A request to relocate the National Police headquarters is seen by civil society as an excuse for corruption. But, a senior police official says the request was made as the current building is inadequate for its needs while space is confined.
In a letter dated December 29, and leaked to The Post on Monday, National Police Chief Neth Savoeun requested Minister of Interior Sar Kheng to relocate the National Police headquarters to a new site in Dangkor commune, Dangkor district, Phnom Penh.
Savoeun said the current building did not have enough space for daily work, standby, training, armoury, parking, warehousing and other departments.
Entrance to the headquarters is also very congested each time the intervention forces launched an operation.
“To facilitate the work and improve the location in accordance with [our] standards, the National Police headquarters would like to ask for permission for Long Ma Investment and Real Estate Co Ltd to relocate, and ask for the land title before development [of a 70,000 sqm plot] of land [owned by] the company,” Savoeun said in the letter.
He wrote that the company will build a new 10-floor National Police headquarters (32m x 60m) and two buildings for police personnel to live in.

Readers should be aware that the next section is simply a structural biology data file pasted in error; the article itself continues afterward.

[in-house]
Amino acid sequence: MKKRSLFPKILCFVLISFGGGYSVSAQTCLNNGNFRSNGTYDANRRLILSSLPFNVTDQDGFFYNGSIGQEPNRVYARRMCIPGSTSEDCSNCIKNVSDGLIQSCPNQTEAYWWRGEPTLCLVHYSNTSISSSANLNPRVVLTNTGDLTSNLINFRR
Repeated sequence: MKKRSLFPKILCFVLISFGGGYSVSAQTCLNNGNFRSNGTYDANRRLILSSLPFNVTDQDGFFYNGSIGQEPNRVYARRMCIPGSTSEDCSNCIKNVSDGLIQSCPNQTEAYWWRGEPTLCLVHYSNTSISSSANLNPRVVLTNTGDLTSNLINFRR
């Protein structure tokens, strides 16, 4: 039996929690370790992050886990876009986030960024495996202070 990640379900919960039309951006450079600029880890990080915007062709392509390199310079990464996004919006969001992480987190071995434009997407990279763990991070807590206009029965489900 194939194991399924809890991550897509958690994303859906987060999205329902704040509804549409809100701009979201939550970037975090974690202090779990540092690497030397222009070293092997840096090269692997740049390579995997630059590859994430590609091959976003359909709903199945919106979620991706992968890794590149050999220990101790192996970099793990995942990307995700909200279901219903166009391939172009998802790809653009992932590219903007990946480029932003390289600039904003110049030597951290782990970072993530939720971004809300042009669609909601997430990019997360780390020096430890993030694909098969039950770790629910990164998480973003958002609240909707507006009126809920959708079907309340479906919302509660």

Those buildings will be constructed in accordance with quality standards and will have modern equipment, lifts and air-conditioners. The company will fill the land and build fences and guard posts.
National Police spokesman Chhay Kim Khoeun said the request for the relocation of National Police headquarters was nothing out of the ordinary.
“The signing by the National Police chief is important. It is the decision of the ministry and government whether [to issue a] permit or not because the National Police headquarters is a little small.”
However, Cambodia-based Affiliated Network for Social Accountability executive director San Chey said the relocation of the state building is a swap to sell an expensive property and purchase a cheaper one.
He claimed the relocation would not improve the work of the National Police because the new location is far from the city centre.
“The [old] place is a target for real estate development. ‘Relocation’ is just a technical word and the real issue is that decision-makers will reap the benefits."
“This is just a sale of an expensive location and the purchase the cheaper one,” claimed San Chey.
He claimed that withholding the price of the swap could be a sign of corruption.
A real estate agent, who wished to remain anonymous, said the price of private land with a land title in the area is $4,000 per square metre or less if state land.
“It is expensive because it is on the main street and in a commercial area,” he said.